OS Notes

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Information about OS Notes

Published on June 19, 2007

Author: Belly

Source: authorstream.com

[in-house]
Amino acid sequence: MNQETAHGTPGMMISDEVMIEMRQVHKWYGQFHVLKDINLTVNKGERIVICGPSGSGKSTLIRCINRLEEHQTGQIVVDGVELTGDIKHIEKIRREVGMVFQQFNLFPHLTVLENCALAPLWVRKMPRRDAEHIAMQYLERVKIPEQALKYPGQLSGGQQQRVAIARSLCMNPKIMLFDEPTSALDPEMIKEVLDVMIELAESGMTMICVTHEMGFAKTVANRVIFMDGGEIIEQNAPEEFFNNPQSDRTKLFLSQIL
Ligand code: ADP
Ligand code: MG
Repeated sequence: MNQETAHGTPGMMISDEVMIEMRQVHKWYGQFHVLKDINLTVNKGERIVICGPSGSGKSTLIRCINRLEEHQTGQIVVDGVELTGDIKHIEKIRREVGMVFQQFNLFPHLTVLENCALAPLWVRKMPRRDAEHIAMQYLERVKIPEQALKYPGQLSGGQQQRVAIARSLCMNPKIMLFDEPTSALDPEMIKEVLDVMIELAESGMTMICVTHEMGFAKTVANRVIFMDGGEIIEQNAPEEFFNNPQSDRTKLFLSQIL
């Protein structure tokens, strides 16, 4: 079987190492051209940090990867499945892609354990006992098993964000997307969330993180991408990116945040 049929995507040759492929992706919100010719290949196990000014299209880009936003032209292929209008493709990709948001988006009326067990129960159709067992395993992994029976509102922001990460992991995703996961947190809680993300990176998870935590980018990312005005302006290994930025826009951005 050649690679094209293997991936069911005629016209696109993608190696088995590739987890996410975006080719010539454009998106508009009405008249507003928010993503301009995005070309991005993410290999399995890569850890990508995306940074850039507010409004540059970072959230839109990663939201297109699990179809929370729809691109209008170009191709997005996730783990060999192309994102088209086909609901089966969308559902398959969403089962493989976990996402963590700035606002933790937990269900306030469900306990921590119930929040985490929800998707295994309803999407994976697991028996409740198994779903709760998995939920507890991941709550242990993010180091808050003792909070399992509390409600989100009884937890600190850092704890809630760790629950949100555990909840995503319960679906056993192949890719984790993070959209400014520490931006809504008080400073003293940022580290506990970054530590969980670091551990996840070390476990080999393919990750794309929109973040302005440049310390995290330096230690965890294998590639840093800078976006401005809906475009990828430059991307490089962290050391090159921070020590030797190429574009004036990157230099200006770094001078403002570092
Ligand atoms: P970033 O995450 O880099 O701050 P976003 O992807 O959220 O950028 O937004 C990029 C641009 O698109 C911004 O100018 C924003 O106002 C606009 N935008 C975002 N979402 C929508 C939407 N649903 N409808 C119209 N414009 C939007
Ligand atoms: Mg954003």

Operating System Security:  Operating System Security Susan Hinrichs Cyber Security Spring 2006 Outline:  Outline Unix/Linux Access Control Users and groups File system controls Windows NT/XP Security Executive Access tokens Security descriptors ACLs Windows Vista Security additions Unix Reading Material:  Unix Reading Material Man pages Groups, newgroup Chmod, chown, chgrp Unix and Security: The Influences of History ftp://coast.cs.purdue.edu/pub/doc/misc/spaf-influences-of-history.ps.Z Basic Unix Security Model:  Basic Unix Security Model User authenticated on logon User ID associated with process Default Group ID associated with process Default Process listed in passwd file Groups defined in /etc/groups Set of users listed with each group definition User can be member of multiple groups Shadow Files:  Shadow Files /etc/passwords and /etc/group must be readable by everyone Both files contain crypt’ed passwords Access enable offline attacks Add shadow versions of each file Password obscured in passwords and group Stored in more restricted shadow versions of these files Unix Access Control:  Unix Access Control Three permission octets associated with each file and directory Owner, group, and other Read, write, execute For each file/directory Can specify RWX permissions for one owner, one group, and one other Unix Access Check:  Unix Access Check First test effective user ID against owner If match, then use owner rights Then test all groups user is a member of against group If match, then use group rights Otherwise, use other rights Can view as rwx, or a value from 0-7 E.g. rx = 5 and rw = 6 Constraining Control of New Objects:  Constraining Control of New Objects Umask can be set to constrain allowed access on new objects created by user Expressed as a 3 octet mask E.g. 0022 Inverse of umask anded by requested access for new object E.g. open requests 0666 (read and write for all) 0666 andamp; ~0022 = 0666 andamp; 755 = 644 Other Bits:  Other Bits Set UID and Set GUID bits When set, the process created by executing file takes on user ID or group ID associated with file Sticky bit On directories, prevents anyone but owner of file removing file in directory File System Extensions:  File System Extensions Ext2 extra attributes a – append only c – compressed s – secure deletion u – undeletable i - immutable Unix Security Problems:  Unix Security Problems Created as a subset of more complete Multics model Expedient at the time Limits modern expressibility Security evolved over 30 years Inconsistencies Early evolution occurred in open university environments Encourages bad habits Windows Reading Material:  Windows Reading Material Inside Windows NT, Helen Custer Chapter 3 section 3 Windows NT Security in Theory and Practice Vista Security Features http://www.microsoft.com/technet/windowsvista/evaluate/feat/secfeat.mspx NT Security Model:  NT Security Model Ultimately NT security controls access and auditing Implements the standard subject/object security model Designed into NT. Implemented a security constrained executive Controls applied to core OS objects like processes and sockets in addition to the more tradition file system elements (NTFS) Everything that can be named is an object All objects can have same security controls applied NT Security Elements:  NT Security Elements Subject – Process or thread running on behalf of the system or an authenticated user Security ID (SID) – A globally unique ID that refers to the subject (user or group) Access token – the runtime credentials of the subject Privilege – ability held by the subject to perform 'system' operations. Usually breaks the standard security model Associated with the access token Generally disabled by default. Can be enabled and disabled to run at least privilege Example powerful privileges SeAssignPrimaryTokenPrivilege – Replace process token SeBackupPrivilege – Ignore file system restrictions to backup and restore SeIncreaseQuotaPrivilege - Add to the memory quota for a process SeTcbPrivilege – Run as part of the OS Windows User/Group Definitions:  Windows User/Group Definitions Control Panel/Computer Management Contains the User/Group definition Control Panel/Local Security Settings Under user rights Lets the user associate users and groups with privileges Access Token:  Access Token Example subject:  Example subject AccessToken sid=123456 Privileges=SeBackup/disabled SeTcb/disabled Amer/shinrich Authentication Exchange Domain Controller DB of users SID and privs More security elements:  More security elements Object – Individually secured entity such as a file, pipe, or even a process Rights – actions associated between object and subject. Read, write, execute, audit Access control list (ACL) Associated with an object Ordered list Each access control entry (ACE) contains a subject and a right Evaluated by the security subsystem to determine access to protected objects. Discretionary ACLs control access System ACLs control audit Access Control List:  Access Control List Still more security elements:  Still more security elements Security Descriptor – represents an object in the system. Contains the following information: Object’s owner Object’s group Object’s DACL Object’s SACL AccessCheck evaluates an ACL, subject, object triple Called by many system calls Can be called from user code too Security Descriptor:  Security Descriptor Example ACL:  Example ACL \mydocs\hw1.doc Security Descriptor: sid=123456 gid=78910 DACL= SACL=null SID=Everyone:read SID=123456:read,write SID=22222:deny SID=Everyone:read SID=123456:read,write Example Evaluation:  Example Evaluation Working with ACLs:  Working with ACLs Accessed via FileExplorer. Right-click file/directory an select sharing and security. Can programmatically create and traverse ACL’s See MSDN for details SACL controls auditing:  SACL controls auditing In addition to DACL that controls access, each object has a SACL to control auditing Process access token is compared to SACL to determine whether to log Also enabled by local policy Windows Security Problems:  Windows Security Problems Kernel level security model is reasonable More consistent and complete than Unix So why do Windows installations have so many security problems? Unix evolved from a multi-user environment Windows came from a single user, stand alone environment Kernel provides least privilege and fine granularity control, Windows users and app writers did not know how to use Vista Security Additions:  Vista Security Additions As far as I can tell, the core security mechanisms are unchanged Important changes in user and service mode Make it easier to run at low privilege Additional features Host intrusion detection Firewall improvements Network quarentine User Account Protection:  User Account Protection Enable non-privileged users to perform many operations that require privilege today Add printer, update WEP keys Prompt user to activity privileged account if privilege is needed Registry and file virtualization Sandboxes unprivileged users Windows Service Hardening:  Windows Service Hardening In XP, most services are run as high privilege LOCAL SYSTEM Can run as other user Awkward to install because must create unprivileged user and prompt user to create password etc. This create a SID for each service Like an unprivileged user that cannot login Data Protection:  Data Protection Uses secure co-processor, Trusted Platform Module, that is included with many of today’s laptops Use to implement Secure Startup Detects changes to system on reboot Protects from making changes to system made by mounting system from other OS Network Access Protection:  Network Access Protection Network quarantine Places restrictions on the characteristics of a computer that can connect to the network For example can connect to the network only if the patches are up to date Summary:  Summary Standard operating systems security elements Unix shows security has been available for many decades Windows shows security underpinnings exist in widely used OS perceived to be insecure Vista security changes make it easier to use existing security mechanisms Security is continuing to evolve